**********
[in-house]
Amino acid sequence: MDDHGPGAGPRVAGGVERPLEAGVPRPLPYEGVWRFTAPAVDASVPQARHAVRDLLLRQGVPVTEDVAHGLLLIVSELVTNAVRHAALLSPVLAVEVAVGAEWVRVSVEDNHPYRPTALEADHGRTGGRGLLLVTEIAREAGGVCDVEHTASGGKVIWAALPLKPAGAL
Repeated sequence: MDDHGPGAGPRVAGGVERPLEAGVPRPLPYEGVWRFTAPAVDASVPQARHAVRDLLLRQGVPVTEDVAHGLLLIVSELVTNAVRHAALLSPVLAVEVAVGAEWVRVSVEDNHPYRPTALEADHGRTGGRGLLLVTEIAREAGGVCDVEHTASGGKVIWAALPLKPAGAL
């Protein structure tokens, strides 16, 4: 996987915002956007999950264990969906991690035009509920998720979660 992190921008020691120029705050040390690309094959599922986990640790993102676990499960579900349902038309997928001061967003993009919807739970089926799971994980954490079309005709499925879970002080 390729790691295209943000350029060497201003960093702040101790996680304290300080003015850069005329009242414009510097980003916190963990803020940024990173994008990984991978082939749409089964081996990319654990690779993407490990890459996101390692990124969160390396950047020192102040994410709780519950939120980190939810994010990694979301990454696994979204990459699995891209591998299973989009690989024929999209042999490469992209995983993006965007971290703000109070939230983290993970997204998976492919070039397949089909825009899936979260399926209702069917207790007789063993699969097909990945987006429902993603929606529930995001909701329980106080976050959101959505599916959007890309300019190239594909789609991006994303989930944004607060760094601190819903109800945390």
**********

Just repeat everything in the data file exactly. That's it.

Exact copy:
[in-house]
Amino acid sequence: MDDHGPGAGPRVAGGVERPLEAGVPRPLPYEGVWRFTAPAVDASVPQARHAVRDLLLRQGVPVTEDVAHGLLLIVSELVTNAVRHAALLSPVLAVEVAVGAEWVRVSVEDNHPYRPTALEADHGRTGGRGLLLVTEIAREAGGVCDVEHTASGGKVIWAALPLKPAGAL
Repeated sequence: MDDHGPGAGPRVAGGVERPLEAGVPRPLPYEGVWRFTAPAVDASVPQARHAVRDLLLRQGVPVTEDVAHGLLLIVSELVTNAVRHAALLSPVLAVEVAVGAEWVRVSVEDNHPYRPTALEADHGRTGGRGLLLVTEIAREAGGVCDVEHTASGGKVIWAALPLKPAGAL
């Protein structure tokens, strides 16, 4: 996987915002956007999950264990969906991690035009509920998720979660 992190921008020691120029705050040390690309094959599922986990640790993102676990499960579900349902038309997928001061967003993009919807739970089926799971994980954490079309005709499925879970002080 390729790691295209943000350029060497201003960093702040101790996680304290300080003015850069005329009242414009510097980003916190963990803020940024990173994008990984991978082939749409089964081996990319654990690779993407490990890459996101390692990124969160390396950047020192102040994410709780519950939120980190939810994010990694979301990454696994979204990459699995891209591998299973989009690989024929999209042999490469992209995983993006965007971290703000109070939230983290993970997204998976492919070039397949089909825009899936979260399926209702069917207790007789063993699969097909990945987006429902993603929606529930995001909701329980106080976050959101959505599916959007890309300019190239594909789609991006994303989930944004607060760094601190819903109800945390």